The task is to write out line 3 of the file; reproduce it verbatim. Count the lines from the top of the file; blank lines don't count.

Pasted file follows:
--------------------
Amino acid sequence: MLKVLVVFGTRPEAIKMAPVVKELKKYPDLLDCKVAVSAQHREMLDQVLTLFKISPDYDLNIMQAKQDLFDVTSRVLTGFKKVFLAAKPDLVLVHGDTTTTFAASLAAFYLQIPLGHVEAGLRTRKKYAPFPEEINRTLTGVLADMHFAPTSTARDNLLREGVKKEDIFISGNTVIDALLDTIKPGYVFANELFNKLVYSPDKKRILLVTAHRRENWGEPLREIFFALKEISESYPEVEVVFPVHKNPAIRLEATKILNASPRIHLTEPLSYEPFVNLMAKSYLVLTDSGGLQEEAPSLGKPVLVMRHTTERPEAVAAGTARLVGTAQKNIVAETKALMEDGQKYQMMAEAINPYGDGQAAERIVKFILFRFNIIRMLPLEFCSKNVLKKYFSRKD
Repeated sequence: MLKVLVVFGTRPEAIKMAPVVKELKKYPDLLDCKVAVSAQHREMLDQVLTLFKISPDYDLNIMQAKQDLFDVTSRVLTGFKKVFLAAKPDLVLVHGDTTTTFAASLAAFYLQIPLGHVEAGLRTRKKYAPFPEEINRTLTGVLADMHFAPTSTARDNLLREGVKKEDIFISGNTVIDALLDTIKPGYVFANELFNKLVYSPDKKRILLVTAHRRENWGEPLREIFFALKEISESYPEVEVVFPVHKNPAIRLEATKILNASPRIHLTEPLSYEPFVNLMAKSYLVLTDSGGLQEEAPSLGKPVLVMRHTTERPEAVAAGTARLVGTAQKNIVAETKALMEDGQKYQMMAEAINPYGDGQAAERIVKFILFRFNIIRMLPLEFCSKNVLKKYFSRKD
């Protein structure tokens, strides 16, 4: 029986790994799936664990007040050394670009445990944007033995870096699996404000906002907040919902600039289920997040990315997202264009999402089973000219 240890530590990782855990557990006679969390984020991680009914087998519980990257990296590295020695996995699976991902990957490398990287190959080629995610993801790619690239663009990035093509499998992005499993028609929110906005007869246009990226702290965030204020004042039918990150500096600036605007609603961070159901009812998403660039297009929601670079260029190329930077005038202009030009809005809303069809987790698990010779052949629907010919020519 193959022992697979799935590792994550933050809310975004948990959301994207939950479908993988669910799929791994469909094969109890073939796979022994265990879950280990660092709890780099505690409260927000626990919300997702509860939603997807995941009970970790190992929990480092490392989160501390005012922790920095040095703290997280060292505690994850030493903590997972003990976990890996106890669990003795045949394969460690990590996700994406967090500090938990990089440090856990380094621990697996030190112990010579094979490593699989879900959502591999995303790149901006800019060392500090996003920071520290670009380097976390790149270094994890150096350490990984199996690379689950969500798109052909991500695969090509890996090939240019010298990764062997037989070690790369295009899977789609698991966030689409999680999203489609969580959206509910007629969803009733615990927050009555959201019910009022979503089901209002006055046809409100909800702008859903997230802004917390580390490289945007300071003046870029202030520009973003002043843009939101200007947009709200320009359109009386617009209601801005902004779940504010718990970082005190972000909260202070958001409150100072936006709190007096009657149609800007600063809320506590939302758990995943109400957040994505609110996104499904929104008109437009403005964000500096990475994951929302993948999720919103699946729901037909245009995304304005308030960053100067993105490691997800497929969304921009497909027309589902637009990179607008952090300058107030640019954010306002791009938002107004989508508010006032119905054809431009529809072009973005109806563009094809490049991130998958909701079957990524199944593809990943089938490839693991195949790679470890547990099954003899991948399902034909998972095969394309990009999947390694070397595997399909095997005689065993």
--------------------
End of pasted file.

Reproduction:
């Protein structure tokens, strides 16, 4: 029986790994799936664990007040050394670009445990944007033995870096699996404000906002907040919902600039289920997040990315997202264009999402089973000219 240890530590990782855990557990006679969390984020991680009914087998519980990257990296590295020695996995699976991902990957490398990287190959080629995610993801790619690239663009990035093509499998992005499993028609929110906005007869246009990226702290965030204020004042039918990150500096600036605007609603961070159901009812998403660039297009929601670079260029190329930077005038202009030009809005809303069809987790698990010779052949629907010919020519 193959022992697979799935590792994550933050809310975004948990959301994207939950479908993988669910799929791994469909094969109890073939796979022994265990879950280990660092709890780099505690409260927000626990919300997702509860939603997807995941009970970790190992929990480092490392989160501390005012922790920095040095703290997280060292505690994850030493903590997972003990976990890996106890669990003795045949394969460690990590996700994406967090500090938990990089440090856990380094621990697996030190112990010579094979490593699989879900959502591999995303790149901006800019060392500090996003920071520290670009380097976390790149270094994890150096350490990984199996690379689950969500798109052909991500695969090509890996090939240019010298990764062997037989070690790369295009899977789609698991966030689409999680999203489609969580959206509910007629969803009733615990927050009555959201019910009022979503089901209002006055046809409100909800702008859903997230802004917390580390490289945007300071003046870029202030520009973003002043843009939101200007947009709200320009359109009386617009209601801005902004779940504010718990970082005190972000909260202070958001409150100072936006709190007096009657149609800007600063809320506590939302758990995943109400957040994505609110996104499904929104008109437009403005964000500096990475994951929302993948999720919103699946729901037909245009995304304005308030960053100067993105490691997800497929969304921009497909027309589902637009990179607008952090300058107030640019954010306002791009938002107004989508508010006032119905054809431009529809072009973005109806563009094809490049991130998958909701079957990524199944593809990943089938490839693991195949790679470890547990099954003899991948399902034909998972095969394309990009999947390694070397595997399909095997005689065993």